Here, careful sanding with #400 paper starts to reveal the underlying ink stains. Sanding, scribing; sanding, scribing... a month's worth of this, applying verses from (in no particular order):
Lord Byron, Percy Bysshe Shelley, Dòmhnall Iain Maclomhair,
Aonghas MacNeacail, Taliesin, Goethe, Ono No Komachi, Ezra Pound, Izumi Shikibu, Virgil, Horace, Jorge Luis Borges, Heraclitus, Ovid, Homer, Anne Sexton, Umberto Saba, Giacomo Leopardi, Charles Pierre Baudelaire, Torquato Tasso, Allan Ginsberg, Dante Alighieri, Isabelle di Morra, Neil Cassidy, Arthur Rimbaud, Gaspara Stampa,
Charlotte, Emily & Anne Brontë, Pablo Neruda, Elizabeth Barrett Browning, Cicero, François-Marie Arouet de Voltaire, Sylvia Plath, e.e. cummings,
Patti Smith, Apollinaire, Sappho, Catullus, Lao Tzu, Christopher Marlowe, William Shakespeare, Mawlawi Rumi, Margaret Atwood, Anne Killigrew, Dylan Thomas, Anais Nin, Marge Piercy, Christina Rossetti, Katherine Mansfield, Mary Elizabeth Coleridge and about a dozen more I forgot to write down.
Languages: Italian, Greek, Latin, French, Scots Gaelic, Hebrew, Arabic, Late Old English, Basque
Character sets used: koine Greek, modern Greek, Second Dynasty hieroglyphics, Sumerian cuneiform, Nordic Elder Futhark, Hebrew, Arabic abjad
, alchemy, astrology, katakana & kanji, cursive and block script.
... and this is what the staff started to look like, imitating the "life-traces" of the woods I usually work with. The staff is dense with scribings - there's not room for much else. The inscriptions collide, cover & entwine in layers, the undercoloring showing through the inscriptions.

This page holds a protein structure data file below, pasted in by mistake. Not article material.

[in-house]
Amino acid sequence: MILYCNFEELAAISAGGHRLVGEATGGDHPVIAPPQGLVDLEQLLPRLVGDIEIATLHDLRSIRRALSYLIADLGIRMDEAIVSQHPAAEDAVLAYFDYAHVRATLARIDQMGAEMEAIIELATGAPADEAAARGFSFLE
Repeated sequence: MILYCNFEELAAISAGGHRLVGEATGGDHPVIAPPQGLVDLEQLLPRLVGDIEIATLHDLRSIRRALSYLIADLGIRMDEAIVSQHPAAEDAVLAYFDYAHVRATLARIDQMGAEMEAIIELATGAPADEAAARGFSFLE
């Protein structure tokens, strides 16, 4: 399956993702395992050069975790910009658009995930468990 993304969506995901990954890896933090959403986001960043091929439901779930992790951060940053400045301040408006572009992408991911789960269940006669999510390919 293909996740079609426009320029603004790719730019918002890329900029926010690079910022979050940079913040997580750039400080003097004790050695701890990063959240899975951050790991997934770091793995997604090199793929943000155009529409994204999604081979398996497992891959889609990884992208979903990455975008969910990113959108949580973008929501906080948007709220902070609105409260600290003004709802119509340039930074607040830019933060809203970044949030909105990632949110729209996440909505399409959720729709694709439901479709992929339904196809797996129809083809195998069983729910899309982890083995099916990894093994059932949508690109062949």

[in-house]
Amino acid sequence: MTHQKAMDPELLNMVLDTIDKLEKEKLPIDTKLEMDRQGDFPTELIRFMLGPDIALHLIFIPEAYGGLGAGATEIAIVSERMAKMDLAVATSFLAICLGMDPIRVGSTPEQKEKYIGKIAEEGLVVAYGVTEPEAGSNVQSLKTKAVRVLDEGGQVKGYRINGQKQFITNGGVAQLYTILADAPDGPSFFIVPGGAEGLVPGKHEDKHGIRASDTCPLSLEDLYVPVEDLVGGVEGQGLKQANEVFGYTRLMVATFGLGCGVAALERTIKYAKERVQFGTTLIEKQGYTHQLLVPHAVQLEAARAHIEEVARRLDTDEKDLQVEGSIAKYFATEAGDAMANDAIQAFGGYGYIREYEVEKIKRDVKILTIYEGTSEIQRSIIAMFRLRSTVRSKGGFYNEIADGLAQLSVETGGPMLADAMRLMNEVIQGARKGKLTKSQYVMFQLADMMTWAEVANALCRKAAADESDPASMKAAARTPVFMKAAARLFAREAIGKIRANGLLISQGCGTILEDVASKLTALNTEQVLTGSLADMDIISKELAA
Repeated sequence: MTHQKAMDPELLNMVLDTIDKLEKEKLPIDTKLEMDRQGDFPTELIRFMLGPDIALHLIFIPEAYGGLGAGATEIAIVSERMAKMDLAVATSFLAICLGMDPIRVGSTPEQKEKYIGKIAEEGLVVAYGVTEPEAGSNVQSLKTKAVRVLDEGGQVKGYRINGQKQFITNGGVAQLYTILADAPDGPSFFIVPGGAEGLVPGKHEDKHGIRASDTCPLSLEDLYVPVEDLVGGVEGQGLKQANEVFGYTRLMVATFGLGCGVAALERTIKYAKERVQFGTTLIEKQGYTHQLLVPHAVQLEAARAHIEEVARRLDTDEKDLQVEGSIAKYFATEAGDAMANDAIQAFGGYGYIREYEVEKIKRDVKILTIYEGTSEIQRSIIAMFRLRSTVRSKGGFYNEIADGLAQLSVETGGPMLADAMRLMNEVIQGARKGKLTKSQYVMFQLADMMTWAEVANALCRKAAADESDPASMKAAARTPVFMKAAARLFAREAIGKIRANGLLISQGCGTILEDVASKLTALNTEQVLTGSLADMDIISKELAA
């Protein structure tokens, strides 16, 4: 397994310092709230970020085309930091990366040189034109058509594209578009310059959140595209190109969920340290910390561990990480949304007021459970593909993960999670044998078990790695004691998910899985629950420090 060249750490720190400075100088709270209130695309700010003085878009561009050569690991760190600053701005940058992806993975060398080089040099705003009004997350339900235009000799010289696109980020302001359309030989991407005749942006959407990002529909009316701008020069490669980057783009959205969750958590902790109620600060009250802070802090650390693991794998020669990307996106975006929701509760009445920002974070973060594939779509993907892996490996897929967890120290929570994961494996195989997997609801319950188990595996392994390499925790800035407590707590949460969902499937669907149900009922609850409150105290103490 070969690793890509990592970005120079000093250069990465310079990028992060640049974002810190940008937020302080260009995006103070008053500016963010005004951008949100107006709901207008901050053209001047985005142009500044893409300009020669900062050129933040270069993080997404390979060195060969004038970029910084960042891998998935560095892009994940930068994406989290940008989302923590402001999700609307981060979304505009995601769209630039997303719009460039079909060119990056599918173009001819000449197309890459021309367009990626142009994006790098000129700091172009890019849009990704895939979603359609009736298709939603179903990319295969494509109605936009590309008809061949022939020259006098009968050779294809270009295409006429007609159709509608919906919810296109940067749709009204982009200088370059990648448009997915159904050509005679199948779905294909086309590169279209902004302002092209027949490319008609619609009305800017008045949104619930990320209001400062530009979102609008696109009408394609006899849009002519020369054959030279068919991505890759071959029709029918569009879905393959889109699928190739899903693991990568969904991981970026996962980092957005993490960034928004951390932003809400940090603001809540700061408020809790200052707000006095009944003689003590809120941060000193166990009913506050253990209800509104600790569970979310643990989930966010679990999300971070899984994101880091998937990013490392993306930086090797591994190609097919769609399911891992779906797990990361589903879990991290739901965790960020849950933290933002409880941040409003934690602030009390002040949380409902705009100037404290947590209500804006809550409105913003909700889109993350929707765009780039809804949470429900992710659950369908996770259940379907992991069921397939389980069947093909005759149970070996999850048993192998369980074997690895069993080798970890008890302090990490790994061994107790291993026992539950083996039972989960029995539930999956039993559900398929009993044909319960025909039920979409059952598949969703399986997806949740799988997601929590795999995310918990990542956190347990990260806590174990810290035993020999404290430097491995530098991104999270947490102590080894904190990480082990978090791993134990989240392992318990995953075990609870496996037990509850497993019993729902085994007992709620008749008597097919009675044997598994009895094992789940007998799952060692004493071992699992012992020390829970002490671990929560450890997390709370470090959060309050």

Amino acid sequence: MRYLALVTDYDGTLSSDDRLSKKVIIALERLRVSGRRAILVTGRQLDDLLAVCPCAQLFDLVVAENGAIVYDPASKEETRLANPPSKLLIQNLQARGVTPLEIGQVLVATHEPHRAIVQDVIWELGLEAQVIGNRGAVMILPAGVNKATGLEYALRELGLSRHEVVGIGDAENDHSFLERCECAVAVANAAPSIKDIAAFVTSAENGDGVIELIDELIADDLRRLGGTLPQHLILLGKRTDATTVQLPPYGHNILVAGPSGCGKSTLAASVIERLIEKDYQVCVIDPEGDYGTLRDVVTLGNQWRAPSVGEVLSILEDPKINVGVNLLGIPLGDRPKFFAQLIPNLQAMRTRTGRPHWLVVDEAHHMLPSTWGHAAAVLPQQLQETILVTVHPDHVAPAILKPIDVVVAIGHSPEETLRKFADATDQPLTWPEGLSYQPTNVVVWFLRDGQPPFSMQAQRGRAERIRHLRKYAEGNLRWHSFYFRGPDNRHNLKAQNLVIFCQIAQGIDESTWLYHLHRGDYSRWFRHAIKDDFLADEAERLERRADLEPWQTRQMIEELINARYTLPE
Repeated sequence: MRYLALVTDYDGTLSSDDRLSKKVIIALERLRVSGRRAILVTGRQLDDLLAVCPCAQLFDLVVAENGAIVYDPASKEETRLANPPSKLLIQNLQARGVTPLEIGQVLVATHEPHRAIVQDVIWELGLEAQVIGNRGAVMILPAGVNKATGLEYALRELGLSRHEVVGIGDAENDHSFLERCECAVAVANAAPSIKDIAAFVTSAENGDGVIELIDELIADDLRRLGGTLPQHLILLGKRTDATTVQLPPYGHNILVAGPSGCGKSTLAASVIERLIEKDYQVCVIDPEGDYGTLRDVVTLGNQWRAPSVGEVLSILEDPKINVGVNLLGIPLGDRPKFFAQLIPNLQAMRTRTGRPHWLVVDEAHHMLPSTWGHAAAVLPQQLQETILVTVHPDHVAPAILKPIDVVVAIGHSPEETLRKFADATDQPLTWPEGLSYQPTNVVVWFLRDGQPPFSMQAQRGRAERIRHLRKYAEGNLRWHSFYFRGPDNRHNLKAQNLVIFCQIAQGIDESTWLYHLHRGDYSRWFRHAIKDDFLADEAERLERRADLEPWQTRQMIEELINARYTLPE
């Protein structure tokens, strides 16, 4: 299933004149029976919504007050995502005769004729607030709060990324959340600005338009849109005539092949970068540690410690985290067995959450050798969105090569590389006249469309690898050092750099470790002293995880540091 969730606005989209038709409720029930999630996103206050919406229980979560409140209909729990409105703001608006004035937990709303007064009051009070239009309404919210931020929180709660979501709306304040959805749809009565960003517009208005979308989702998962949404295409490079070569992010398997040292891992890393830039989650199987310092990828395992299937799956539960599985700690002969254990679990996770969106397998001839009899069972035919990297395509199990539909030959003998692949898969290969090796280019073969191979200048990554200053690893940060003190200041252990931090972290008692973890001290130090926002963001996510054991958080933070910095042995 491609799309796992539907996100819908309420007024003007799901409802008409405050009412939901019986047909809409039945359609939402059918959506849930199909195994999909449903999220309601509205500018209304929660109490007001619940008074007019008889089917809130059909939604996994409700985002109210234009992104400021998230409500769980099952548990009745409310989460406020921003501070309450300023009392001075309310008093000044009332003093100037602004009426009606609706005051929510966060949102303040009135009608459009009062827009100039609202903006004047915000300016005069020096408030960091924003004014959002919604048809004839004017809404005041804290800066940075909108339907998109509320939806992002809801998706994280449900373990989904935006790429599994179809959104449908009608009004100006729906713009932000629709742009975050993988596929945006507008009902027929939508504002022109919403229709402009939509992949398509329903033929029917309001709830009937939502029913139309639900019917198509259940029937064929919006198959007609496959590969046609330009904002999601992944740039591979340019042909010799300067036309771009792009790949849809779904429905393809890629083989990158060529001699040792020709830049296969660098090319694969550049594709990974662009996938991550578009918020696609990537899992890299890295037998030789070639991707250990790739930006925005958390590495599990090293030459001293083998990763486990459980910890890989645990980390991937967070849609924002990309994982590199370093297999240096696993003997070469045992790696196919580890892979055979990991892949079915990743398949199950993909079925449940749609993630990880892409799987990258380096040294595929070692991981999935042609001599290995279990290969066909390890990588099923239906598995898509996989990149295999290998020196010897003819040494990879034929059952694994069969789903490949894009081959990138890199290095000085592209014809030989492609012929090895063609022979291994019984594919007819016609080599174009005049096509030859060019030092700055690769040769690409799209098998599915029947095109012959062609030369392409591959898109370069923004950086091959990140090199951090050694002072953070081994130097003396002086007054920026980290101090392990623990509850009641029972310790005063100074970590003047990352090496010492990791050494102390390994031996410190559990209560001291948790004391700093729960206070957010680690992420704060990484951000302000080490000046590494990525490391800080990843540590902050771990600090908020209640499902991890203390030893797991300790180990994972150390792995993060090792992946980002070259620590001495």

The drawing inks that I use become "dry" or dull-looking/lighter due to the wood absorbing the ink and not having the surface tension to retain the shellac-base on the surface, so the next step is an underfinish to pull the colors back up. For these pieces I use a spar urethane for its "breathability" and flexibility to weather conditions and also because it gives a strong UV/light protection for the inks.
You can see how the finish softens the scribings and makes them liminal so that they do not grab at the mind's focus but suggest, dream-like. The semi-gloss of these coats deepens the shading along the inside edges of the scribings and disperses the light falling on the staff to the inner layers, which reflect the various colors throughout the layer. In-between every third layer is a thin glaze of blue or blue-green which wraps the stick in a cloudy, watery haze that seems to float above the staff, depending on the angle that light strikes. The undercoats have also brought out the rough grain (a consequence of the passage of lightning).
So far, 14 layers of spar urethane and I am confident that UV damage/lightening/color-shifting will be kept to a minimum, although I have worked on the assumption that some would occur, adding to the "aged" look of the staff. The undercoating causes the inscriptions to fade in and out of visibility while the colorings shade and tint the surface of the staff when the viewing angle is changed. From about 2 feet away, the staff looks almost completely black and a bit gnarled; like poetry, you must get close to this stick and examine it in many incremental changes of angle to cause the inscriptions to appear like words floating up from the deep waters of the Unconscious; perfect for "poetic scrying."
Here's some angled shots of the underfinish in sunlight which show the color shifts:
The undercoating has finally hardened enough to begin the final topcoats, which will be a lightly-ambering shellac, providing a hard & durable surface which should age attractively. Now to work on the final finish...